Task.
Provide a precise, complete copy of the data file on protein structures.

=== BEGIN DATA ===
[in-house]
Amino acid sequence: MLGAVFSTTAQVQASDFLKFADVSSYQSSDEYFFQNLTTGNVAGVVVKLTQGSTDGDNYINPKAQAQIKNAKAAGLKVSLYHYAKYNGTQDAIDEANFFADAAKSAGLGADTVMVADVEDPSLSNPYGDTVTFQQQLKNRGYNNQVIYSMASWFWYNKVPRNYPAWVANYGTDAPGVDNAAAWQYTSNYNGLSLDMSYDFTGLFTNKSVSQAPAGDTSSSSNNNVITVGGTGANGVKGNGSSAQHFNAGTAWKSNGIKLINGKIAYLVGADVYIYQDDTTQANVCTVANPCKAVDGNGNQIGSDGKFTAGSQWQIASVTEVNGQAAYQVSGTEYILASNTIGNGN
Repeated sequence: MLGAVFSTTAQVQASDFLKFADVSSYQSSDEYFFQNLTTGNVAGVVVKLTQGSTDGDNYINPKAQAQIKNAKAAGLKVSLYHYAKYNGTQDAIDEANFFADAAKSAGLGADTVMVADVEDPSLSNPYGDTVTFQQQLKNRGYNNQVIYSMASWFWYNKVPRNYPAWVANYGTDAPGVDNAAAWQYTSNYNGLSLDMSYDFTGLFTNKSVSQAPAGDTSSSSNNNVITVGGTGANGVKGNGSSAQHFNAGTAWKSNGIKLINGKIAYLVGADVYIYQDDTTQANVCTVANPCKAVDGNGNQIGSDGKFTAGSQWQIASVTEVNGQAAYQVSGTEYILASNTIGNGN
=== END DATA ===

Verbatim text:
[in-house]
Amino acid sequence: MLGAVFSTTAQVQASDFLKFADVSSYQSSDEYFFQNLTTGNVAGVVVKLTQGSTDGDNYINPKAQAQIKNAKAAGLKVSLYHYAKYNGTQDAIDEANFFADAAKSAGLGADTVMVADVEDPSLSNPYGDTVTFQQQLKNRGYNNQVIYSMASWFWYNKVPRNYPAWVANYGTDAPGVDNAAAWQYTSNYNGLSLDMSYDFTGLFTNKSVSQAPAGDTSSSSNNNVITVGGTGANGVKGNGSSAQHFNAGTAWKSNGIKLINGKIAYLVGADVYIYQDDTTQANVCTVANPCKAVDGNGNQIGSDGKFTAGSQWQIASVTEVNGQAAYQVSGTEYILASNTIGNGN
Repeated sequence: MLGAVFSTTAQVQASDFLKFADVSSYQSSDEYFFQNLTTGNVAGVVVKLTQGSTDGDNYINPKAQAQIKNAKAAGLKVSLYHYAKYNGTQDAIDEANFFADAAKSAGLGADTVMVADVEDPSLSNPYGDTVTFQQQLKNRGYNNQVIYSMASWFWYNKVPRNYPAWVANYGTDAPGVDNAAAWQYTSNYNGLSLDMSYDFTGLFTNKSVSQAPAGDTSSSSNNNVITVGGTGANGVKGNGSSAQHFNAGTAWKSNGIKLINGKIAYLVGADVYIYQDDTTQANVCTVANPCKAVDGNGNQIGSDGKFTAGSQWQIASVTEVNGQAAYQVSGTEYILASNTIGNGN